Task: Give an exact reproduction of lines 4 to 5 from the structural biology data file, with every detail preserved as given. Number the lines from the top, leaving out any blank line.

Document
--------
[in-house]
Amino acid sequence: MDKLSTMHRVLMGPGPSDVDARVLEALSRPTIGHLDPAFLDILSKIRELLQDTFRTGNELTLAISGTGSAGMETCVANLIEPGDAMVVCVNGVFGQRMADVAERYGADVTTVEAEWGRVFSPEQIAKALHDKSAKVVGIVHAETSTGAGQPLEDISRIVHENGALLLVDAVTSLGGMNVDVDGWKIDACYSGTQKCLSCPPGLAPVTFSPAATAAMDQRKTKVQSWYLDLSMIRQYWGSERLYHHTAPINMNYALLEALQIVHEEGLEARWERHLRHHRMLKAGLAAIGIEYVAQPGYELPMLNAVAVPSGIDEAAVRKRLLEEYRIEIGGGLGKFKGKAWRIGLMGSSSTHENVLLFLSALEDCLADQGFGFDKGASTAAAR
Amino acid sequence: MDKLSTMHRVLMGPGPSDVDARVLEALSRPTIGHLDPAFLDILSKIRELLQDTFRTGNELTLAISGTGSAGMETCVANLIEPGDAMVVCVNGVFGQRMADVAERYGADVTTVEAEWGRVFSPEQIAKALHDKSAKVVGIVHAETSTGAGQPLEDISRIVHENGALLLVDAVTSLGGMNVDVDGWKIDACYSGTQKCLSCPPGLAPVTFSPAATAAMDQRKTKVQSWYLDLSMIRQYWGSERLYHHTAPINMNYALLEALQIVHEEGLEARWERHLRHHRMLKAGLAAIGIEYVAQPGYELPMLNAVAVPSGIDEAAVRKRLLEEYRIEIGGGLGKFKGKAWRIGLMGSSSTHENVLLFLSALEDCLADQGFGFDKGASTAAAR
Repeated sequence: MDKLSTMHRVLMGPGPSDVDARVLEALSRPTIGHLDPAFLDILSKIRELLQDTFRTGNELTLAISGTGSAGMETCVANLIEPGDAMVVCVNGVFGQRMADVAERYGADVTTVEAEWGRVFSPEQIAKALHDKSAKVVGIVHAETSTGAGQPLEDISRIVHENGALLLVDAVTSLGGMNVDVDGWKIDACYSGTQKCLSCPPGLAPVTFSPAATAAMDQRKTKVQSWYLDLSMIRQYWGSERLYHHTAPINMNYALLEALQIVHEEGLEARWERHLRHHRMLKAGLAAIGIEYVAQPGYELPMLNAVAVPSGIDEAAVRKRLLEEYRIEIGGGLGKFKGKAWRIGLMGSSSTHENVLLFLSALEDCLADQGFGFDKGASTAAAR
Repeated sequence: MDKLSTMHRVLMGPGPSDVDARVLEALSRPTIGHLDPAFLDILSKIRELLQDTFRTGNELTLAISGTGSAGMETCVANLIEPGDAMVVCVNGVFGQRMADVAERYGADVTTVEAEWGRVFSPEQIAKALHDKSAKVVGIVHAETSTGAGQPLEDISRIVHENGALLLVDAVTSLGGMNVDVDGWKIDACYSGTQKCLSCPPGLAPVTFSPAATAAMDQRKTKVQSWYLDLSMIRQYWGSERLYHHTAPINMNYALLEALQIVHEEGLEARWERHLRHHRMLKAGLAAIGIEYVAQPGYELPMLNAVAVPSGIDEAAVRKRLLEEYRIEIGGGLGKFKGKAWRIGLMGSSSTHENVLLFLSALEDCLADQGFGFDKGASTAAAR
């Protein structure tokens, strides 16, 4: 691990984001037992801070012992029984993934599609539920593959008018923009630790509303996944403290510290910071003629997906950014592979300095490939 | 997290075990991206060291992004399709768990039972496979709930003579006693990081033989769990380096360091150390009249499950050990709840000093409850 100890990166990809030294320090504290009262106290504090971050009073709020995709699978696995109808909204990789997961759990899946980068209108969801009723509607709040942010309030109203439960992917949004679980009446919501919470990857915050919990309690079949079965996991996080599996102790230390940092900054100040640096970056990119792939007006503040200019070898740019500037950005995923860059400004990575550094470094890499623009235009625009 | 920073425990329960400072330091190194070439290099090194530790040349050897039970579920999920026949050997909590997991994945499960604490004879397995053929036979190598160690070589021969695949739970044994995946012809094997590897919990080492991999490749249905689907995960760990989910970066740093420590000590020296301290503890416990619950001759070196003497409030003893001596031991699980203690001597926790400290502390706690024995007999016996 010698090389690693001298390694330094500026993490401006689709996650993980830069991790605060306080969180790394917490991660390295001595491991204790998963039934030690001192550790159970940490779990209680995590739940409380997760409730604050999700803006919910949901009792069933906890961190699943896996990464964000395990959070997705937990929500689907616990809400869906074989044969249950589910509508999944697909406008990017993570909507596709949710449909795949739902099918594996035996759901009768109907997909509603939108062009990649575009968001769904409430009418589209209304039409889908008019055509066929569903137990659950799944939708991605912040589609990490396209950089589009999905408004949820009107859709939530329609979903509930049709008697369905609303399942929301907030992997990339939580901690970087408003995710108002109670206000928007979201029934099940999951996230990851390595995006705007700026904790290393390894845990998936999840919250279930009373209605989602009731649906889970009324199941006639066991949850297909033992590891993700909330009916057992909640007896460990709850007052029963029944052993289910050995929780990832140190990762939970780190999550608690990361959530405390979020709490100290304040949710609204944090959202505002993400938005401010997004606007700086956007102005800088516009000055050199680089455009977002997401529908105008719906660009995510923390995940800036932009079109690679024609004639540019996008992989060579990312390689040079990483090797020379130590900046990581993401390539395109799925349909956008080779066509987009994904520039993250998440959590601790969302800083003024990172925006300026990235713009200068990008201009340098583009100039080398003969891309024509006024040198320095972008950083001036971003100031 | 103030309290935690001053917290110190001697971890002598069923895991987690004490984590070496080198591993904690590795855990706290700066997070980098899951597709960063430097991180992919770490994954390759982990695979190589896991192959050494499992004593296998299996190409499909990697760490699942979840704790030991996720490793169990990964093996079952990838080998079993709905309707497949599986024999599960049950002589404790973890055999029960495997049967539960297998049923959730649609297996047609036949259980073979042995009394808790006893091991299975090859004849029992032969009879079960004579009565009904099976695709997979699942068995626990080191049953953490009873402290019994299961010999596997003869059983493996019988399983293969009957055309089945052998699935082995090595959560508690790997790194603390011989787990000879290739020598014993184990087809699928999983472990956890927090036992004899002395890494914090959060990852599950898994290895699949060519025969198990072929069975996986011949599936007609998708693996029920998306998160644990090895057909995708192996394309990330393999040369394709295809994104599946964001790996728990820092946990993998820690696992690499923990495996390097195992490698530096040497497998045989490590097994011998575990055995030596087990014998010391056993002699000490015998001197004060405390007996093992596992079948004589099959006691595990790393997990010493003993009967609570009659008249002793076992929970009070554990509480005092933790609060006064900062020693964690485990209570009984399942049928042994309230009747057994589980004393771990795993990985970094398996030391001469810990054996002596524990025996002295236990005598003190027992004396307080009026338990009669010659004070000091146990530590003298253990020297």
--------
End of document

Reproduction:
Repeated sequence: MDKLSTMHRVLMGPGPSDVDARVLEALSRPTIGHLDPAFLDILSKIRELLQDTFRTGNELTLAISGTGSAGMETCVANLIEPGDAMVVCVNGVFGQRMADVAERYGADVTTVEAEWGRVFSPEQIAKALHDKSAKVVGIVHAETSTGAGQPLEDISRIVHENGALLLVDAVTSLGGMNVDVDGWKIDACYSGTQKCLSCPPGLAPVTFSPAATAAMDQRKTKVQSWYLDLSMIRQYWGSERLYHHTAPINMNYALLEALQIVHEEGLEARWERHLRHHRMLKAGLAAIGIEYVAQPGYELPMLNAVAVPSGIDEAAVRKRLLEEYRIEIGGGLGKFKGKAWRIGLMGSSSTHENVLLFLSALEDCLADQGFGFDKGASTAAAR
Repeated sequence: MDKLSTMHRVLMGPGPSDVDARVLEALSRPTIGHLDPAFLDILSKIRELLQDTFRTGNELTLAISGTGSAGMETCVANLIEPGDAMVVCVNGVFGQRMADVAERYGADVTTVEAEWGRVFSPEQIAKALHDKSAKVVGIVHAETSTGAGQPLEDISRIVHENGALLLVDAVTSLGGMNVDVDGWKIDACYSGTQKCLSCPPGLAPVTFSPAATAAMDQRKTKVQSWYLDLSMIRQYWGSERLYHHTAPINMNYALLEALQIVHEEGLEARWERHLRHHRMLKAGLAAIGIEYVAQPGYELPMLNAVAVPSGIDEAAVRKRLLEEYRIEIGGGLGKFKGKAWRIGLMGSSSTHENVLLFLSALEDCLADQGFGFDKGASTAAAR